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10 Tips for Americans Abroad to Prepare for the Upcoming 2017 US Tax Season

10 Tips for Americans Abroad to Prepare for the Upcoming 2017 US Tax Season

We are in the midst of the holiday season, and a new year is upon us. A new year means tax time. The best way to have an easy tax season is to prepare for it now!

Sure, the last thing you want to think about this holiday season is your taxes, but it’s the perfect time to make last minute moves and preparations. You can increase your tax refund by performing a few simple actions right now before the year is over. While you’re working on optimizing your tax refund, you can take a few extra steps to prepare for the upcoming tax season so the process of filing your US income tax return runs smoothly.

1. Take the time to prepare your documents, local tax forms and bank statements in one convenient place.

It may seem a bit early to start gathering your tax documents for next year, but end of tax year is the best time to begin compiling everything you will need to have a hassle-free tax filing experience. Preparing everything now will make sure you don’t forget anything. Create a file specifically for the tax year, and put everything inside. When the time comes to file your US tax return early next year - you will be prepared.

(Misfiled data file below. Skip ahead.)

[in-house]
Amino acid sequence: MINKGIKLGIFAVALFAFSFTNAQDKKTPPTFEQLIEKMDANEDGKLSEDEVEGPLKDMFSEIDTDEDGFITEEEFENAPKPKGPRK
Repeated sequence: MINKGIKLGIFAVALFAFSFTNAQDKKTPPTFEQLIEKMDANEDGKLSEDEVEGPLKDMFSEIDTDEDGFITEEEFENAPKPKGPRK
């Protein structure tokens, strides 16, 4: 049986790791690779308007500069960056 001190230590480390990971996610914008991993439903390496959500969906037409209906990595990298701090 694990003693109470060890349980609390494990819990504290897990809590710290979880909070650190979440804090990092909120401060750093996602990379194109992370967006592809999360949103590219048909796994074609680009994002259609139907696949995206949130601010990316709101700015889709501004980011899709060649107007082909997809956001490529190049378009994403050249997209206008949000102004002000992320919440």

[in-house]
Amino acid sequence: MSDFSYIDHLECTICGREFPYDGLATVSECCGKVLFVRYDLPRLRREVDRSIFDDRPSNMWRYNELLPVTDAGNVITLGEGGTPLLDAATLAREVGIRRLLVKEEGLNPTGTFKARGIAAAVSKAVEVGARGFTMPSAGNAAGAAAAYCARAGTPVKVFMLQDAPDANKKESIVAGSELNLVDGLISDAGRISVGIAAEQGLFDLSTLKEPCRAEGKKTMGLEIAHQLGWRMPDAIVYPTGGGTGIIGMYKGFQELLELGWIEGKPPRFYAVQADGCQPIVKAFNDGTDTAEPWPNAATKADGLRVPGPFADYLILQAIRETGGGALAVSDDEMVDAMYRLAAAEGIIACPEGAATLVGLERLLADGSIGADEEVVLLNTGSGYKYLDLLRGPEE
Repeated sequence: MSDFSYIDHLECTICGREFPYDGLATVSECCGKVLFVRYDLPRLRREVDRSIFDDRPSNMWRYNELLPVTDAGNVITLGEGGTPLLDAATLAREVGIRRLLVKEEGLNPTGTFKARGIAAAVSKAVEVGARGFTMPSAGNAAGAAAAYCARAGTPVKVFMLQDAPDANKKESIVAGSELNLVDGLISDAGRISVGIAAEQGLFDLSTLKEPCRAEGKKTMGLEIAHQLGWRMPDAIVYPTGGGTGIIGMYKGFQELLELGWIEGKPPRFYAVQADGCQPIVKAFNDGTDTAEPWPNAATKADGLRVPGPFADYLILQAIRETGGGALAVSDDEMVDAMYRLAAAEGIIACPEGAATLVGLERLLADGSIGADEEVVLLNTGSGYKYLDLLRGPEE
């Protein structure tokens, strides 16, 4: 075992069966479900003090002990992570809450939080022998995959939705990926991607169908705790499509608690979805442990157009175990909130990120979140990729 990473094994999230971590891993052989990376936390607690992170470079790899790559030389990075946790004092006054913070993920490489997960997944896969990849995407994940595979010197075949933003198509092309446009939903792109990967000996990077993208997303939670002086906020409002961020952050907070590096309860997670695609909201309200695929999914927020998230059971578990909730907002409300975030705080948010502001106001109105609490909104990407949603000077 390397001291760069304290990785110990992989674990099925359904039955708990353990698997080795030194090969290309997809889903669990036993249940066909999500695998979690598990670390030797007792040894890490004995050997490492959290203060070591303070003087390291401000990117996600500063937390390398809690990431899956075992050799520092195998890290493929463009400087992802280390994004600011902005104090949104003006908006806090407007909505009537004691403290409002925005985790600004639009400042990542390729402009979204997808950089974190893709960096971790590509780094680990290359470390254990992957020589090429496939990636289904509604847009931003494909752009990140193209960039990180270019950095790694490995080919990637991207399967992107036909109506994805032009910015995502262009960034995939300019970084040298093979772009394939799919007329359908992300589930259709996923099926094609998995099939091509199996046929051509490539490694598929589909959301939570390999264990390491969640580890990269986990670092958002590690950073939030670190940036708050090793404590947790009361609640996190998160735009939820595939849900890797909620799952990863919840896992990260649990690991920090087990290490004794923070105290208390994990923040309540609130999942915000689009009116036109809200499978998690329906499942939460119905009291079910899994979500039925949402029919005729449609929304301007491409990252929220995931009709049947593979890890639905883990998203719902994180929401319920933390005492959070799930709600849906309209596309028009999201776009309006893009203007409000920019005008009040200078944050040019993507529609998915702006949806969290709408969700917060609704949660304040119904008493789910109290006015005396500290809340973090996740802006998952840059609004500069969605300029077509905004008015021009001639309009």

For an overview of the documents we advise Americans living abroad to have, please see: Documents we need to prepare your US expat tax return.

Also have a think about all the changes that took place during the year. Did you have moving expenses related to a new job location? Did you have any unreimbursed employee expenses? Did you have to pay for child care? These and other situations will allow you to take even more deductions.

2. Take Required Minimum Distributions (RMD) from your retirement account to avoid 50% penalty

Taxpayers who are over age 70 ½ are generally required to receive payments from their individual retirement accounts and workplace retirement plans by the end of 2016, though a special rule allows those who reached 70 ½ in 2016 to wait until April 1, 2017 to receive them. Most workplace retirement account contributions should be made by the end of the year, but taxpayers can make 2016 IRA contributions until April 18, 2017